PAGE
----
memories

Memories have a funny way of working. I can’t picture my second grade teacher’s face at all but my first grade teacher’s is crystal clear. There’s no real limit to our memories, at least I don’t think so, yet we still forget things. On the other hand, there are annoying songs that get stuck in our head all the time, wouldn’t it be a nice option to be able to delete those? What if our brains were more like harddrives and we got to choose what memories we wanted to keep and which ones we wanted to ditch? I wonder how many people would opt for the hard drive brain if it was an option...

Two powerful phenomenons connected to your memory that you might sacrifice if you did go for the hypothetical hard drive brain: nostalgia and deja vu.

For me, nostalgia is a sort of stray reminiscence on something from the past. When you come across a song you used to listen to all the time but have sort of forgotten about, or when you run into someone you knew well years ago but haven’t seen in a long time. It’s like a brief glimpse into the past; into the happy past.

Deja vu is similar to nostalgia in a sense but much more disconnected and disorienting. It’s that fleeting feeling that you’ve already lived a specific moment in time. You swear to yourself that you’ve been in this exact moment at some point in the past but can’t place it. It’s creepy in that it can make you feel like you’ve already lived this life before, but in some alternate universe. One of my best friends growing up was a really brilliant kid who could explain anything in the world. I once asked him where he thought deja vu came from. I don’t know if I buy into his answer but I’ll never forget it: deja vu occurs when one of your eyes registers what you’re seeing quicker than the other, both sending the same signal to your brain at just slightly different moments in time.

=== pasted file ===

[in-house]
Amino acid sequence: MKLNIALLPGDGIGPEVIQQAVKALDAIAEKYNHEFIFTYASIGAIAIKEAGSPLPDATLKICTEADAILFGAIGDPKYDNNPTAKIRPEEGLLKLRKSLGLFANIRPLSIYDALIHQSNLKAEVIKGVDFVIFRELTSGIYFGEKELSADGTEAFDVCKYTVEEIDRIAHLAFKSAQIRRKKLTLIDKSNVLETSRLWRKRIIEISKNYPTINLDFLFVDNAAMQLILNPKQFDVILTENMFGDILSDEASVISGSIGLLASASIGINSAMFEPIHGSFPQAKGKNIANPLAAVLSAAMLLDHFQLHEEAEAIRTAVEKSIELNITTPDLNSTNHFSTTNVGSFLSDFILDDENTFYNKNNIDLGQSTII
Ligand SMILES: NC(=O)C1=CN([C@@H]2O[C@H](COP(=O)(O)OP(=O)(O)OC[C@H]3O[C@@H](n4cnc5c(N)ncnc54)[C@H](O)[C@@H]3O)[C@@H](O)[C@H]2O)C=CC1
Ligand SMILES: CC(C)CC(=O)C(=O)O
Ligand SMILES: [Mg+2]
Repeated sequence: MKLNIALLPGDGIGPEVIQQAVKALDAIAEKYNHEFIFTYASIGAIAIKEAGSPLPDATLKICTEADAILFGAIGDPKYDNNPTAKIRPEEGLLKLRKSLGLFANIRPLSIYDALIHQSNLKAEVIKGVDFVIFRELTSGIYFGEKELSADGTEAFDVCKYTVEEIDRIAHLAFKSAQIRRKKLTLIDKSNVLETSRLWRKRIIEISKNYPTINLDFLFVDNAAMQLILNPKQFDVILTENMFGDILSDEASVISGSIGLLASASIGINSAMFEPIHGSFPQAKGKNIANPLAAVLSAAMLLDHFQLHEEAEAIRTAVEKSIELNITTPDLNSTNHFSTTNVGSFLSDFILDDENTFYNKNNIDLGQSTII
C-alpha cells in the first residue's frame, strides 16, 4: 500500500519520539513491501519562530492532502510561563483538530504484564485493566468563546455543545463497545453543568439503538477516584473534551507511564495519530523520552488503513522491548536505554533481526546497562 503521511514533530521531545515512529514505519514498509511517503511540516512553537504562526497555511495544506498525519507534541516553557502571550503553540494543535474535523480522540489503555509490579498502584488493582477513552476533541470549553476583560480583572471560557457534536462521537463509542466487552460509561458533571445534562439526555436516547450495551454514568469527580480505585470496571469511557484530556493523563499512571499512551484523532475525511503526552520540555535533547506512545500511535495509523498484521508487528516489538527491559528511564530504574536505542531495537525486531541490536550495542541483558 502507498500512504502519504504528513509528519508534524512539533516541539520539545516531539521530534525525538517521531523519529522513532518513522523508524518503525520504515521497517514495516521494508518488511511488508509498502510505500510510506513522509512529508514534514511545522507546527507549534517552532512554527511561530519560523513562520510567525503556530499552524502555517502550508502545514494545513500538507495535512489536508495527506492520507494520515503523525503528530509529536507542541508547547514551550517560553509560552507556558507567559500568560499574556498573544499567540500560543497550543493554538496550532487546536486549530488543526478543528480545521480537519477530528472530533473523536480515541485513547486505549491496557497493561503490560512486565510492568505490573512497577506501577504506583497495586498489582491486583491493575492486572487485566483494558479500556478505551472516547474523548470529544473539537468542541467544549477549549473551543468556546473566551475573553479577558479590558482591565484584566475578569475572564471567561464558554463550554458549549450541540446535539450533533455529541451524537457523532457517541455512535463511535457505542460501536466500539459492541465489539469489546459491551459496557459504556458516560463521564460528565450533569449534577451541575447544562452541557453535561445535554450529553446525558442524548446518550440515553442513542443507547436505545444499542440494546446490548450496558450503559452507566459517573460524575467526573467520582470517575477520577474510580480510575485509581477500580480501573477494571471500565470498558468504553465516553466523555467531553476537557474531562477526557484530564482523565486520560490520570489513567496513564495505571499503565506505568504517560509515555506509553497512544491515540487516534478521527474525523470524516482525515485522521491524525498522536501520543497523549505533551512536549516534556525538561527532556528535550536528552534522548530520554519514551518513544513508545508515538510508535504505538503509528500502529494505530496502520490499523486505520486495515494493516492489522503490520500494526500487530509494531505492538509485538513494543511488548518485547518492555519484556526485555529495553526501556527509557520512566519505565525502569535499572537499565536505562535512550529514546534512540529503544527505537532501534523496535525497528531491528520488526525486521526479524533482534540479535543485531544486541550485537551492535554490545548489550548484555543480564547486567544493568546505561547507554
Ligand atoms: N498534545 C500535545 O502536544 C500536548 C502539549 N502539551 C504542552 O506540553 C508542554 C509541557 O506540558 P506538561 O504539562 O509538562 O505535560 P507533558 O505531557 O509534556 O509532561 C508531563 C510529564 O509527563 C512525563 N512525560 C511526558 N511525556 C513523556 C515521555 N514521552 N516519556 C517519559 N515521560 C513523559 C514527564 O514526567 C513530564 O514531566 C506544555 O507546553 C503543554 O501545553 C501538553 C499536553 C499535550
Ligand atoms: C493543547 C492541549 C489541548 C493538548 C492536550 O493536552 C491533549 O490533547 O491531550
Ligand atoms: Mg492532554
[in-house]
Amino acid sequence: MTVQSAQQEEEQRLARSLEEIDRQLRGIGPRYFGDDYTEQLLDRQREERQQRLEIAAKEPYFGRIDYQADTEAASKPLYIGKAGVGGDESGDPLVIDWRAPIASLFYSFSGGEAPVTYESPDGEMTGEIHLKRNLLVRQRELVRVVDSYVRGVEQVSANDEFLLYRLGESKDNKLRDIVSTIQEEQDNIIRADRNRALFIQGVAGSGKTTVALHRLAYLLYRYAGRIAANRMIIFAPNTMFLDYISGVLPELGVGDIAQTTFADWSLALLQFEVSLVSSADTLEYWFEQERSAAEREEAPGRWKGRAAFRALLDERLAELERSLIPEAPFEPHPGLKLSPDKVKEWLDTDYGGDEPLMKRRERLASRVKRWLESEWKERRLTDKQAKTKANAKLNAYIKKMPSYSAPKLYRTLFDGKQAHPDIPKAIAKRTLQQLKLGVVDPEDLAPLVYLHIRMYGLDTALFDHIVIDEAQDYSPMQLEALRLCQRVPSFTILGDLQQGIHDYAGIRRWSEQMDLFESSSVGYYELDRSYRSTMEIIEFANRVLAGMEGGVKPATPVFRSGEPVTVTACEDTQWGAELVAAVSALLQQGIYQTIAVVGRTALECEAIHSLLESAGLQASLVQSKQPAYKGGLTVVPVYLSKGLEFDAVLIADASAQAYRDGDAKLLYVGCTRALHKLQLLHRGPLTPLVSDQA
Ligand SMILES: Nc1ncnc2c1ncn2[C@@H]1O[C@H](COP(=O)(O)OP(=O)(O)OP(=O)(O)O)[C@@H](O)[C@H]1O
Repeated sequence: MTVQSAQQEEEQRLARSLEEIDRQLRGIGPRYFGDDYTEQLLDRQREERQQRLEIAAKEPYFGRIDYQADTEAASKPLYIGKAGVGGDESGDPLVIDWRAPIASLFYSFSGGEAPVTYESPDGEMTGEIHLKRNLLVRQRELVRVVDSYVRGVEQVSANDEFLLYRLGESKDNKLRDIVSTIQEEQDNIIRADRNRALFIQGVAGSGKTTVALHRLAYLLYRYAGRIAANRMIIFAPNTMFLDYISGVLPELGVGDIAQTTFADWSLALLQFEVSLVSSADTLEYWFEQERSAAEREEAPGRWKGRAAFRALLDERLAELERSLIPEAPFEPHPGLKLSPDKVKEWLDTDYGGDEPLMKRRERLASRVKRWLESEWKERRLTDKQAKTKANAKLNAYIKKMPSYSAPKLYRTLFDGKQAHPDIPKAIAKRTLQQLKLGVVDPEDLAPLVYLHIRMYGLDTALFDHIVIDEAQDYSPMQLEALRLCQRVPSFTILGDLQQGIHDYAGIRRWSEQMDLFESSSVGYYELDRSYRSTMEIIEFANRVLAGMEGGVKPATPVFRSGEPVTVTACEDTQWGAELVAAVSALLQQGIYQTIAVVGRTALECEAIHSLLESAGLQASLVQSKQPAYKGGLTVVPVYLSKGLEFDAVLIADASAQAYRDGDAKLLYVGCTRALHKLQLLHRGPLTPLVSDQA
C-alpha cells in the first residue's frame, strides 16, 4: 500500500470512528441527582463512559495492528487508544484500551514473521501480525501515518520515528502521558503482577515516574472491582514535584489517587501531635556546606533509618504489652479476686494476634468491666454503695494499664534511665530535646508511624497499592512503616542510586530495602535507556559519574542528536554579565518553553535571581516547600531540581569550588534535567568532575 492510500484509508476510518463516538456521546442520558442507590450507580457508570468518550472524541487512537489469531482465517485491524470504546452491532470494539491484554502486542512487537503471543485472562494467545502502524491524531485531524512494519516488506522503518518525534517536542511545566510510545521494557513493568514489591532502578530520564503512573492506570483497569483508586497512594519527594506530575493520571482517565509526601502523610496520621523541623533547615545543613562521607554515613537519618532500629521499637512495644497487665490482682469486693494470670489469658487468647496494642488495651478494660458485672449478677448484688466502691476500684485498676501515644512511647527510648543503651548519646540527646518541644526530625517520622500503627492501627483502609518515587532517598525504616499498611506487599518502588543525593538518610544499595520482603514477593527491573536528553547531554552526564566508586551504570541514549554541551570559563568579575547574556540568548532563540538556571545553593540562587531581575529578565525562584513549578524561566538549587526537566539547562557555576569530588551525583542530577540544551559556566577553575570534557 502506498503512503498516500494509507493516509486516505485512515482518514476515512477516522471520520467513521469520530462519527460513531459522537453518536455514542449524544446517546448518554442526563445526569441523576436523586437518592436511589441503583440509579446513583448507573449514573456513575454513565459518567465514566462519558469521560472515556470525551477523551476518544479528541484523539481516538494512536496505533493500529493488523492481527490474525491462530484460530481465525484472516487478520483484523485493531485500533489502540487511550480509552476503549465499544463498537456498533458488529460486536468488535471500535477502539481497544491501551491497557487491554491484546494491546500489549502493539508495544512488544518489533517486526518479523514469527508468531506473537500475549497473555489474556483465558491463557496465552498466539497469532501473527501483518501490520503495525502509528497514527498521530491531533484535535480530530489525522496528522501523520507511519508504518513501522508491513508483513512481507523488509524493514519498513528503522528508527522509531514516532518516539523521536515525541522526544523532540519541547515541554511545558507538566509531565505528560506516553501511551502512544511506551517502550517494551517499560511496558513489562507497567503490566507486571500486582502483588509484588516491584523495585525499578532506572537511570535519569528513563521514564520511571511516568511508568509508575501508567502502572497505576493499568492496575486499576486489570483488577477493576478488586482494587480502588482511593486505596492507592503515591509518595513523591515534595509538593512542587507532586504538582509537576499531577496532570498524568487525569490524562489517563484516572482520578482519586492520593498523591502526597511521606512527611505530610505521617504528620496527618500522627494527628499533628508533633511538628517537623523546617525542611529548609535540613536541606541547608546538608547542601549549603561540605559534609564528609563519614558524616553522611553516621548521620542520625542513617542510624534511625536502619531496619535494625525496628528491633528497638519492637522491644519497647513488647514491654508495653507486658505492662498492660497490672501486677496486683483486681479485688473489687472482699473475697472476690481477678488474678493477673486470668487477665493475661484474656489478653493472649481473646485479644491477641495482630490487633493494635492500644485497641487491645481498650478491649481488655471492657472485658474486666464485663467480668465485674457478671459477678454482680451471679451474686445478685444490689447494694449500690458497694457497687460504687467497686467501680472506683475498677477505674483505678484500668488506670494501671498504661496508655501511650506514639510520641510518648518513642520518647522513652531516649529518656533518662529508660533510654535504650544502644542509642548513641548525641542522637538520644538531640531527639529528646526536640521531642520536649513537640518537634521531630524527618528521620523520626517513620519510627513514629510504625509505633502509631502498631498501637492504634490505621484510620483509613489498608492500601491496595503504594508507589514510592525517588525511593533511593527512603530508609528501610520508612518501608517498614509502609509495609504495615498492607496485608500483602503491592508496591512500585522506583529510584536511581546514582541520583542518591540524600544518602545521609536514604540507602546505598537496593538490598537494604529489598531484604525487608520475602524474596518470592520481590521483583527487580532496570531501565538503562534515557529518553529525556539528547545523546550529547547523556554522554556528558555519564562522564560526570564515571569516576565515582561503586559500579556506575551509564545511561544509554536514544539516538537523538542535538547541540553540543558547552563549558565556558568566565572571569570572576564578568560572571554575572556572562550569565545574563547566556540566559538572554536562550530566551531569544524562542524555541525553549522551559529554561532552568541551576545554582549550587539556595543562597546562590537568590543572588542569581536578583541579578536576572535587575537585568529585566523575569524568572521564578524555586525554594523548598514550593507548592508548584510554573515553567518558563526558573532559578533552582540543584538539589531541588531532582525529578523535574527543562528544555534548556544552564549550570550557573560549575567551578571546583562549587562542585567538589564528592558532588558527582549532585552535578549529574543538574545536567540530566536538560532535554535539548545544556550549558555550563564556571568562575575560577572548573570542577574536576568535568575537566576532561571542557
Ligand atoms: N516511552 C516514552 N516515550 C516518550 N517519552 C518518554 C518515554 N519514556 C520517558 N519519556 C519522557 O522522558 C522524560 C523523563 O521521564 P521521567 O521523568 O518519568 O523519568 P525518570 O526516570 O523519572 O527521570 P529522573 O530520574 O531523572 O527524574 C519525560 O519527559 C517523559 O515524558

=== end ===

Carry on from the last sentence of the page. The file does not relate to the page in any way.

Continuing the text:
Some memories are complete, like entire movie scenes you can play out in your mind. Others are connected to distinct sounds or smells. My favorite are those static images that live in your mind like a disjointed scrap book. The cover to a book you got at the 3rd grade book fair but never ended up reading. The living room in your grandmother’s old house. The instrument you played in middle school and eventually grew out of and handed down to a family friend. Memories are the one thing we put in the bank that we can really count on going forward. The really important ones will always be there to guide us forward. They might even be there after we die, but nobody knows for sure…

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